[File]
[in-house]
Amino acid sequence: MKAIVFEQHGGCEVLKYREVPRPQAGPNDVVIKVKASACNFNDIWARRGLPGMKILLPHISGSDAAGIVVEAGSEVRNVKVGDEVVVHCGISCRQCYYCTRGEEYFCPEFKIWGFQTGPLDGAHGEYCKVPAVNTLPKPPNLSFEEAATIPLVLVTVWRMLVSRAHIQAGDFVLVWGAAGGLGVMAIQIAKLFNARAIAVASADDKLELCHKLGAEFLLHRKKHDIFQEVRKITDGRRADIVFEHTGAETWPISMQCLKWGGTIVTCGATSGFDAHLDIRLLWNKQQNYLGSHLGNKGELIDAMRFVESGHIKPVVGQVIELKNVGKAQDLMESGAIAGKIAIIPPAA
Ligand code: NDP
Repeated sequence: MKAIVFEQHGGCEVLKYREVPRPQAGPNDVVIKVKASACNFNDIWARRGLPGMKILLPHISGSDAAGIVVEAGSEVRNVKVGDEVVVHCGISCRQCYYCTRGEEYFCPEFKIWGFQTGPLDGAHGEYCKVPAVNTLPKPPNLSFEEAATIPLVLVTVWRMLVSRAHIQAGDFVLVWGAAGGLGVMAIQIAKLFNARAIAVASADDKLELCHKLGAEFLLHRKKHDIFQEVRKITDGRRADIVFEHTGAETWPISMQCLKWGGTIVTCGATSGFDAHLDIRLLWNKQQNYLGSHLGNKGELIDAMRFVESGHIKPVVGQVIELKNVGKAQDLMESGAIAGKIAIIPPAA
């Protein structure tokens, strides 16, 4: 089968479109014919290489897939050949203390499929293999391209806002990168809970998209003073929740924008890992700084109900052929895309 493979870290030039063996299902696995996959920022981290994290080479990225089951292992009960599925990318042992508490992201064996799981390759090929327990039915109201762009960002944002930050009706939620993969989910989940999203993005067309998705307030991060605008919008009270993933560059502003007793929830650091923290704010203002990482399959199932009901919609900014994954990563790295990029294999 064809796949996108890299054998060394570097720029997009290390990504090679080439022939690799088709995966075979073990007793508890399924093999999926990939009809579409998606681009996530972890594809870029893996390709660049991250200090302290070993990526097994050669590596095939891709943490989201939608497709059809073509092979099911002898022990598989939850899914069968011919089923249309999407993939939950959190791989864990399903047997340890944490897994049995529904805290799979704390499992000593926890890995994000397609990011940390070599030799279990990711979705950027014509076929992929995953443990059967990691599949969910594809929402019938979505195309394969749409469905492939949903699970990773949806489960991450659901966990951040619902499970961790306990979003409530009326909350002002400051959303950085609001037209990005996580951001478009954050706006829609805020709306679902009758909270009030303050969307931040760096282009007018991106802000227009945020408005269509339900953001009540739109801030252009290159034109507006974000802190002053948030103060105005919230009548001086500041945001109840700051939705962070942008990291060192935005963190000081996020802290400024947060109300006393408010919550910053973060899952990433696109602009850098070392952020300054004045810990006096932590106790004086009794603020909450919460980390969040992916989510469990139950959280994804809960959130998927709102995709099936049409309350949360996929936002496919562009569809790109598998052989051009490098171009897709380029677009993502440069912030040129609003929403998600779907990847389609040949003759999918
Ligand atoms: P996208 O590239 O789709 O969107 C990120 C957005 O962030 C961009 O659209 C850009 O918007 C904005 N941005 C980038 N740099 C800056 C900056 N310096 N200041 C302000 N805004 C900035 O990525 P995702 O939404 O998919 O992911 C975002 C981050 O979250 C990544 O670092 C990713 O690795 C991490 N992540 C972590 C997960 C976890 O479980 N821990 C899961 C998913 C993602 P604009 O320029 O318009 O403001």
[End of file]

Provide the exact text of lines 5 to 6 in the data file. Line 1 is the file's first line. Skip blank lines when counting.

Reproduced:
């Protein structure tokens, strides 16, 4: 089968479109014919290489897939050949203390499929293999391209806002990168809970998209003073929740924008890992700084109900052929895309 493979870290030039063996299902696995996959920022981290994290080479990225089951292992009960599925990318042992508490992201064996799981390759090929327990039915109201762009960002944002930050009706939620993969989910989940999203993005067309998705307030991060605008919008009270993933560059502003007793929830650091923290704010203002990482399959199932009901919609900014994954990563790295990029294999 064809796949996108890299054998060394570097720029997009290390990504090679080439022939690799088709995966075979073990007793508890399924093999999926990939009809579409998606681009996530972890594809870029893996390709660049991250200090302290070993990526097994050669590596095939891709943490989201939608497709059809073509092979099911002898022990598989939850899914069968011919089923249309999407993939939950959190791989864990399903047997340890944490897994049995529904805290799979704390499992000593926890890995994000397609990011940390070599030799279990990711979705950027014509076929992929995953443990059967990691599949969910594809929402019938979505195309394969749409469905492939949903699970990773949806489960991450659901966990951040619902499970961790306990979003409530009326909350002002400051959303950085609001037209990005996580951001478009954050706006829609805020709306679902009758909270009030303050969307931040760096282009007018991106802000227009945020408005269509339900953001009540739109801030252009290159034109507006974000802190002053948030103060105005919230009548001086500041945001109840700051939705962070942008990291060192935005963190000081996020802290400024947060109300006393408010919550910053973060899952990433696109602009850098070392952020300054004045810990006096932590106790004086009794603020909450919460980390969040992916989510469990139950959280994804809960959130998927709102995709099936049409309350949360996929936002496919562009569809790109598998052989051009490098171009897709380029677009993502440069912030040129609003929403998600779907990847389609040949003759999918
Ligand atoms: P996208 O590239 O789709 O969107 C990120 C957005 O962030 C961009 O659209 C850009 O918007 C904005 N941005 C980038 N740099 C800056 C900056 N310096 N200041 C302000 N805004 C900035 O990525 P995702 O939404 O998919 O992911 C975002 C981050 O979250 C990544 O670092 C990713 O690795 C991490 N992540 C972590 C997960 C976890 O479980 N821990 C899961 C998913 C993602 P604009 O320029 O318009 O403001």